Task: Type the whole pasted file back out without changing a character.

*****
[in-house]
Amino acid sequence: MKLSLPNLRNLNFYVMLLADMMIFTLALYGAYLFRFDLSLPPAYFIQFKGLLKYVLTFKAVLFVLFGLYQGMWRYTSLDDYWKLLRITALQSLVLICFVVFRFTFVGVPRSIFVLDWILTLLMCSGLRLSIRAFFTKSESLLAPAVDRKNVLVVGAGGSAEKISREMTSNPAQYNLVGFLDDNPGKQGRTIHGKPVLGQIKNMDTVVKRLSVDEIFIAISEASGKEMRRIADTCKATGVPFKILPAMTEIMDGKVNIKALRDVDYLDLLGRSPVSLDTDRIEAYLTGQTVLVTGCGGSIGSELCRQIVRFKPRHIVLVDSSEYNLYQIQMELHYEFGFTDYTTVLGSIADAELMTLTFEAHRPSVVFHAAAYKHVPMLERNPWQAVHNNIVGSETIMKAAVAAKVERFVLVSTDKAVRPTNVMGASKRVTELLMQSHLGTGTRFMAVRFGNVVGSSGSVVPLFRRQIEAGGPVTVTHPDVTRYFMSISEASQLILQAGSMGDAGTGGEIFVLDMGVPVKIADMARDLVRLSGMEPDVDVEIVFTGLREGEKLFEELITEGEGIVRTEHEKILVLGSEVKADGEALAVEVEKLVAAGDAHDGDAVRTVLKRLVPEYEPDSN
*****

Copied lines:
[in-house]
Amino acid sequence: MKLSLPNLRNLNFYVMLLADMMIFTLALYGAYLFRFDLSLPPAYFIQFKGLLKYVLTFKAVLFVLFGLYQGMWRYTSLDDYWKLLRITALQSLVLICFVVFRFTFVGVPRSIFVLDWILTLLMCSGLRLSIRAFFTKSESLLAPAVDRKNVLVVGAGGSAEKISREMTSNPAQYNLVGFLDDNPGKQGRTIHGKPVLGQIKNMDTVVKRLSVDEIFIAISEASGKEMRRIADTCKATGVPFKILPAMTEIMDGKVNIKALRDVDYLDLLGRSPVSLDTDRIEAYLTGQTVLVTGCGGSIGSELCRQIVRFKPRHIVLVDSSEYNLYQIQMELHYEFGFTDYTTVLGSIADAELMTLTFEAHRPSVVFHAAAYKHVPMLERNPWQAVHNNIVGSETIMKAAVAAKVERFVLVSTDKAVRPTNVMGASKRVTELLMQSHLGTGTRFMAVRFGNVVGSSGSVVPLFRRQIEAGGPVTVTHPDVTRYFMSISEASQLILQAGSMGDAGTGGEIFVLDMGVPVKIADMARDLVRLSGMEPDVDVEIVFTGLREGEKLFEELITEGEGIVRTEHEKILVLGSEVKADGEALAVEVEKLVAAGDAHDGDAVRTVLKRLVPEYEPDSN